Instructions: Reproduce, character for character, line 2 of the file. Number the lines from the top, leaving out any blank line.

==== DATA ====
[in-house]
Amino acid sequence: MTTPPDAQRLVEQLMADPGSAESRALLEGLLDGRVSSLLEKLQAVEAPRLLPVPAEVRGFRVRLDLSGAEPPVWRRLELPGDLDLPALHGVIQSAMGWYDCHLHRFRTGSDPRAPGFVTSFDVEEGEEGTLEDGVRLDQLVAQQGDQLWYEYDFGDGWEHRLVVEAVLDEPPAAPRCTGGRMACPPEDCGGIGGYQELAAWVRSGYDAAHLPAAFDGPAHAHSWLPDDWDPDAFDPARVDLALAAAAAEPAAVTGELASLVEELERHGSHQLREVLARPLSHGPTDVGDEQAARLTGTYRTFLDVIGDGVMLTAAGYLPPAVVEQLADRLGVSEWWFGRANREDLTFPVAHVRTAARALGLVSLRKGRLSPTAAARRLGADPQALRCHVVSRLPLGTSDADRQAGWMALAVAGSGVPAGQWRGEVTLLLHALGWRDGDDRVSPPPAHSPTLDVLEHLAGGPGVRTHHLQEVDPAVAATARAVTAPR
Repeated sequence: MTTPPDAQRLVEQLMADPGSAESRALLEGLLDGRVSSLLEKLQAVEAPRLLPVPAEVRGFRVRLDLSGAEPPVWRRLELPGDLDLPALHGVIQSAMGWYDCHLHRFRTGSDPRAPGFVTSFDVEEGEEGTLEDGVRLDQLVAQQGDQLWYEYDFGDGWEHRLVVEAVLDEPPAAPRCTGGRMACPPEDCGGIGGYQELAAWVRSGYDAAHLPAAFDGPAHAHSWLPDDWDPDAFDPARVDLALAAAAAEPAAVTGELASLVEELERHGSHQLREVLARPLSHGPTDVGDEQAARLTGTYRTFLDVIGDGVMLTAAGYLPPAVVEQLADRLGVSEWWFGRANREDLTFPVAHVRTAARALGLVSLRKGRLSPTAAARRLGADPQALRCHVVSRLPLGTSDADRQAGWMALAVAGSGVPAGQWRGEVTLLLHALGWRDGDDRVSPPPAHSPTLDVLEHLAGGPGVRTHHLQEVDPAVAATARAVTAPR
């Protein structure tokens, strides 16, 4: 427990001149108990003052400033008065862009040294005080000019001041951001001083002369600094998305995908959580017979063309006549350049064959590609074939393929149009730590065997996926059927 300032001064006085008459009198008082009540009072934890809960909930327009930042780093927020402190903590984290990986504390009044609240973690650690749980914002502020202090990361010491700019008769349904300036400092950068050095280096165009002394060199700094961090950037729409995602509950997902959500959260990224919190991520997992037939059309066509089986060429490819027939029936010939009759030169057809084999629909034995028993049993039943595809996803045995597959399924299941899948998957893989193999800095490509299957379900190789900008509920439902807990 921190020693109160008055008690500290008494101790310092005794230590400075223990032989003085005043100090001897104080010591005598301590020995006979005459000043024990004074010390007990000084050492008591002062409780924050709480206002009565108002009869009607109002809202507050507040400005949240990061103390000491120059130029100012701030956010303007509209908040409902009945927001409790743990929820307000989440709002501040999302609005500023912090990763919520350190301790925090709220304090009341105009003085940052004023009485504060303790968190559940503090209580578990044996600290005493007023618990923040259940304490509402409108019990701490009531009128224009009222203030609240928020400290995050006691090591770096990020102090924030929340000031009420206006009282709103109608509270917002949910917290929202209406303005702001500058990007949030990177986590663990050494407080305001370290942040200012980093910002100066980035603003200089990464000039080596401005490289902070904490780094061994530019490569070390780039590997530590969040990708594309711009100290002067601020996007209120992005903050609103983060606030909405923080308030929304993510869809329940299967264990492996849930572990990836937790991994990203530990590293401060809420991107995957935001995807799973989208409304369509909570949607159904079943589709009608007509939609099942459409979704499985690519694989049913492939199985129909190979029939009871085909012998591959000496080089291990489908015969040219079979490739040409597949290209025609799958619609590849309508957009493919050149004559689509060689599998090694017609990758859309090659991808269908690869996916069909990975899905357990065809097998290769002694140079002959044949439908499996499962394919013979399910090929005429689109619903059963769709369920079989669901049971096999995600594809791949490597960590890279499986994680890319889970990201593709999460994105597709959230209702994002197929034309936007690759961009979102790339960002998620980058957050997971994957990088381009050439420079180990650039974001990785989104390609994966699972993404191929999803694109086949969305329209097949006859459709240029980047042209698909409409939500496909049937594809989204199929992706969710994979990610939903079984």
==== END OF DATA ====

Amino acid sequence: MTTPPDAQRLVEQLMADPGSAESRALLEGLLDGRVSSLLEKLQAVEAPRLLPVPAEVRGFRVRLDLSGAEPPVWRRLELPGDLDLPALHGVIQSAMGWYDCHLHRFRTGSDPRAPGFVTSFDVEEGEEGTLEDGVRLDQLVAQQGDQLWYEYDFGDGWEHRLVVEAVLDEPPAAPRCTGGRMACPPEDCGGIGGYQELAAWVRSGYDAAHLPAAFDGPAHAHSWLPDDWDPDAFDPARVDLALAAAAAEPAAVTGELASLVEELERHGSHQLREVLARPLSHGPTDVGDEQAARLTGTYRTFLDVIGDGVMLTAAGYLPPAVVEQLADRLGVSEWWFGRANREDLTFPVAHVRTAARALGLVSLRKGRLSPTAAARRLGADPQALRCHVVSRLPLGTSDADRQAGWMALAVAGSGVPAGQWRGEVTLLLHALGWRDGDDRVSPPPAHSPTLDVLEHLAGGPGVRTHHLQEVDPAVAATARAVTAPR